Digital divide

 
April 03, 2020

In this age of technology, the idea of online learning for the hundreds of thousands of school, college and university students currently unable to attend their institutions as a consequence of the...

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In this age of technology, the idea of online learning for the hundreds of thousands of school, college and university students currently unable to attend their institutions as a consequence of the coronavirus crisis would appear to be a sensible suggestion. Why then are students in Balochistan, Fata (former) and other relatively remote locations protesting against it? The issue is one of access to the internet and in many cases the technology required to make it useful. Our state has periodically suspended internet services even in large cities on ‘sensitive occasions’. In parts of the former Fata region, there has been a prolonged suspension of the internet, with local people demanding 3G and 4G services. In Balochistan too, in the Kech district with a population of some 900,000 people, it is almost impossible to access the internet due to a government shutdown citing ‘security reasons’. The same is true for other parts of Balochistan. Some 50 students from Chitral enrolled at the University of Management and Technology in Lahore have already been protesting that they cannot keep up with work as internet signals in their home region are weak or non-existent. We also wonder just how many students have access to computers or tablets and how e-learning can succeed without these tools.

While some giant educational institutions, catering essentially to the wealthy, have been advertising their success in putting in place online learning for pupils, the fact is that there is a sharp line of dichotomy. Only schools which are attended by the elite of our society and which have the technology, as do their students, can truly offer effective e-learning. Other schools, both private and public, which are attended by the vast majority of children of all ages in the country, can offer nothing at all. Those that attend such institutions dotted across the country’s landscape simply do not have the resources or the training to offer lessons online and of course their students, some living in households where there is no roti to eat cannot be expected to sit down with sophisticated technology and focus on lessons.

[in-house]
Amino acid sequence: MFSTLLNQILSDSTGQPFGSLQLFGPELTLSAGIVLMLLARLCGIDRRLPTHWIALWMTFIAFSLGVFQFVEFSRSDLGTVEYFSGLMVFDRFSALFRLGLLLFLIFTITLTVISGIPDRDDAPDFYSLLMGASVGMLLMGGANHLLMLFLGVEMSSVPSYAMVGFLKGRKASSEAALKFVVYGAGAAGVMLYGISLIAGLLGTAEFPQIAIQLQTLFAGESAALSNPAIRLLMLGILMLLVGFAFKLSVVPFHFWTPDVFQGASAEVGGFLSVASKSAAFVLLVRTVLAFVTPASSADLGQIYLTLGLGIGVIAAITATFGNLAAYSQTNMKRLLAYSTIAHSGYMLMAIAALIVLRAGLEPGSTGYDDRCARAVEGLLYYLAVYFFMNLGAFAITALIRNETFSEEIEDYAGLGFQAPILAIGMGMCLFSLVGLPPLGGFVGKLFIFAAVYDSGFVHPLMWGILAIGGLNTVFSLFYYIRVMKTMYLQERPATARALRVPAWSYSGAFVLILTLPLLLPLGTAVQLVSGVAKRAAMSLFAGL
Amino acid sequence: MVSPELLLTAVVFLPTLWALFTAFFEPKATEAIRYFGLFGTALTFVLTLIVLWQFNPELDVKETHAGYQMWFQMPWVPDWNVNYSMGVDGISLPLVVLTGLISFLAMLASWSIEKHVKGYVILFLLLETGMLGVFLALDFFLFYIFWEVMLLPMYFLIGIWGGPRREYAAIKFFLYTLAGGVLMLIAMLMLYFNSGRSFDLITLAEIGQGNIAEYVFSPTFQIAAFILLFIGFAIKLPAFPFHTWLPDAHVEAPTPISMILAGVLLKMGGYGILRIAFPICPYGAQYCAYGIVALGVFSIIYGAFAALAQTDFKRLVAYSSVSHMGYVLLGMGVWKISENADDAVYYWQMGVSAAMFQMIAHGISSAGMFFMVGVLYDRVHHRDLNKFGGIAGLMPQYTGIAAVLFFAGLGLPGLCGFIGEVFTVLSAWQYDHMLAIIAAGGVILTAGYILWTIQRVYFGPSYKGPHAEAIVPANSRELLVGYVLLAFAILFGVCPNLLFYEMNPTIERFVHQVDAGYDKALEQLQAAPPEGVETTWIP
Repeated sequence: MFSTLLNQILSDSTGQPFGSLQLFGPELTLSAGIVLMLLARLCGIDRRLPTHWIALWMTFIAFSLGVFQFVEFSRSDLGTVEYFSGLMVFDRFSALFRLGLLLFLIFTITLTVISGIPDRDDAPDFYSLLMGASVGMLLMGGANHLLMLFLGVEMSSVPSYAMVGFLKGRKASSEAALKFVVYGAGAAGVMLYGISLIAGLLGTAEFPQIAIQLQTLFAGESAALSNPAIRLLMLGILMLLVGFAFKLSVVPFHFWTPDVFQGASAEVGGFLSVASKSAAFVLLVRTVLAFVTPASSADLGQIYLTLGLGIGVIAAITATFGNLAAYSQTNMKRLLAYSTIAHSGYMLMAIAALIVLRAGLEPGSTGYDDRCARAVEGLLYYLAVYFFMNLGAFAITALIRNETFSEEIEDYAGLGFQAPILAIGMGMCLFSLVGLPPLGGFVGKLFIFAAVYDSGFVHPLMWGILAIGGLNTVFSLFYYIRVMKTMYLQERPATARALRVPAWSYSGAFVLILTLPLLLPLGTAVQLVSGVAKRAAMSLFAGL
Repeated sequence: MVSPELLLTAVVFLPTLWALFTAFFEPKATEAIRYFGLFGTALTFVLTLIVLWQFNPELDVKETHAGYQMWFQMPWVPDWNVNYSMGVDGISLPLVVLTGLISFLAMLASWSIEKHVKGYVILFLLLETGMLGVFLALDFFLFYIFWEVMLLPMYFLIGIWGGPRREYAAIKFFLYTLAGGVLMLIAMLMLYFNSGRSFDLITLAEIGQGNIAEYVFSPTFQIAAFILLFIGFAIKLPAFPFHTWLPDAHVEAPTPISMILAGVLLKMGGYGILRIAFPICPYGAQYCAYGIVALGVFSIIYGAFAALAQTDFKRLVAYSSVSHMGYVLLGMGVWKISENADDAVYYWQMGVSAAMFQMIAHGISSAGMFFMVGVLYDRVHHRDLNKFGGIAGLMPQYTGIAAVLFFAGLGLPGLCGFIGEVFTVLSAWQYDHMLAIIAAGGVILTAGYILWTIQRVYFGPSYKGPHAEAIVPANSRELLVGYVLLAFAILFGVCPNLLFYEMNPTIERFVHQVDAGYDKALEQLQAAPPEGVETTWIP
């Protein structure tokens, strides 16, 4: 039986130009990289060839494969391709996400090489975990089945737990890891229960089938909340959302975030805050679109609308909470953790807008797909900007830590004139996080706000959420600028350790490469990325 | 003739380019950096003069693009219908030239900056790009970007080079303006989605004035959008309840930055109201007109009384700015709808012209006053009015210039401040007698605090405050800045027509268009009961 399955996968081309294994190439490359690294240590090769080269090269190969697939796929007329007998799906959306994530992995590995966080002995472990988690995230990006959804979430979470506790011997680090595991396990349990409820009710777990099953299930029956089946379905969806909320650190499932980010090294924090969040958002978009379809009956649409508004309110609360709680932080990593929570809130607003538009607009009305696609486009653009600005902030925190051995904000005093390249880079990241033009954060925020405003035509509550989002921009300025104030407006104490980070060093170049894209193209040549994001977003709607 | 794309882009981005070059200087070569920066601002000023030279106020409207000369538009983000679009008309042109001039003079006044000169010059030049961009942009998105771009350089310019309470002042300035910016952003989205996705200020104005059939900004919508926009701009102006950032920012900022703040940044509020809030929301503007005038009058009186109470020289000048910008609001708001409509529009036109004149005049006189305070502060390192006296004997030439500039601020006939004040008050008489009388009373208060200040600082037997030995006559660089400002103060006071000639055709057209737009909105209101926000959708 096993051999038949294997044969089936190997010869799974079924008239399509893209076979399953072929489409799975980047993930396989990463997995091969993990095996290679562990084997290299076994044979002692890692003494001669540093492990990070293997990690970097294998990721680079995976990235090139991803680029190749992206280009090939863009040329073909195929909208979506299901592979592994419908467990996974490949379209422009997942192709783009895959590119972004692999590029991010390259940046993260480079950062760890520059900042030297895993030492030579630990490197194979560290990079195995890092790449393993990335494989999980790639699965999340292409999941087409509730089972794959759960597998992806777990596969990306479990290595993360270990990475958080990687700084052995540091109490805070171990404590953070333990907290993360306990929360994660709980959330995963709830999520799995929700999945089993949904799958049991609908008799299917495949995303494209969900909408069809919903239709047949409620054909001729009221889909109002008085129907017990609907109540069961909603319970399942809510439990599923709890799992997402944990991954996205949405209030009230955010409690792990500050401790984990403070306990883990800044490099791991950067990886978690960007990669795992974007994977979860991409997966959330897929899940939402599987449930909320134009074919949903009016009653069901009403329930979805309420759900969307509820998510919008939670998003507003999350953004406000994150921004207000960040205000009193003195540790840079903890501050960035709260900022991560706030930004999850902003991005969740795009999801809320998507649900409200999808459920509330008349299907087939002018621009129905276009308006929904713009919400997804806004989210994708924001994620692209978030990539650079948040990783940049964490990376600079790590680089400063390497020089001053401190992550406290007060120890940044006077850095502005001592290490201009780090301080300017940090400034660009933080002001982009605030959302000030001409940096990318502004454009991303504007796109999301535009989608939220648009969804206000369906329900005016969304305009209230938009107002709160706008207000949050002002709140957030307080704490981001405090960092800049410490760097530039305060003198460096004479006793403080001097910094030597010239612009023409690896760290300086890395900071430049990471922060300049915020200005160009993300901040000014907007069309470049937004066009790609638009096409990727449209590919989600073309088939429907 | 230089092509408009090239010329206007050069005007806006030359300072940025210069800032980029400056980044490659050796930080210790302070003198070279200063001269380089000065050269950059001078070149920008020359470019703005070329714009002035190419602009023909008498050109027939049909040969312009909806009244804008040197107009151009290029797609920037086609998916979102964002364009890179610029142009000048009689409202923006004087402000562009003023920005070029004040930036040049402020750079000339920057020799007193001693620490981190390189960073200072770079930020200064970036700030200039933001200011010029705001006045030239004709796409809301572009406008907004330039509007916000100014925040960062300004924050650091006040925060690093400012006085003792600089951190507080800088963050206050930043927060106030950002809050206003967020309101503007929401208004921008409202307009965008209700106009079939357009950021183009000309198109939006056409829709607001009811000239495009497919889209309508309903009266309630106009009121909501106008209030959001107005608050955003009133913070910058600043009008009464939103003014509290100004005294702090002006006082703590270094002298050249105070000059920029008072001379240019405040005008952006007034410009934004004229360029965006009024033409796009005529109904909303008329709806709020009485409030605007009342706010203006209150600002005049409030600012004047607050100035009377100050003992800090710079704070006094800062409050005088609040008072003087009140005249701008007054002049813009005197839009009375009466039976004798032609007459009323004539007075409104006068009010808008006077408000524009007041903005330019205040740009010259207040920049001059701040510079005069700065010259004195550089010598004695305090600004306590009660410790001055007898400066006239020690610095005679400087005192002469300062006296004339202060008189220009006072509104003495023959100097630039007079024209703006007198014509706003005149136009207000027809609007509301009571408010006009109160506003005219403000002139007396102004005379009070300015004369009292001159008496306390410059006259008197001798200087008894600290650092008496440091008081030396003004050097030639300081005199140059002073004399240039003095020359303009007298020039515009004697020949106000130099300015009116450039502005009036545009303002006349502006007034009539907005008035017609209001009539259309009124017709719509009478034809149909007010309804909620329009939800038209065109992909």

As digital rights groups across the country are pointing out, there is a clear division in access to the internet and services linked with it. Not only students but also journalists, businessmen and others suffer in areas where services are suspended or not available because they are effectively cut off from the world. This is a situation that needs to be taken note of. We have no idea how long the current crisis will last. Technology had seemed to offer one means to combat it and keep classes alive for students. But it is obvious that only some can take advantage of this. Others are deprived on the basis of the place where they live, the government’s attitude towards it, their own level of income and their ability to access technology and the training necessary to use it effectively and regularly.



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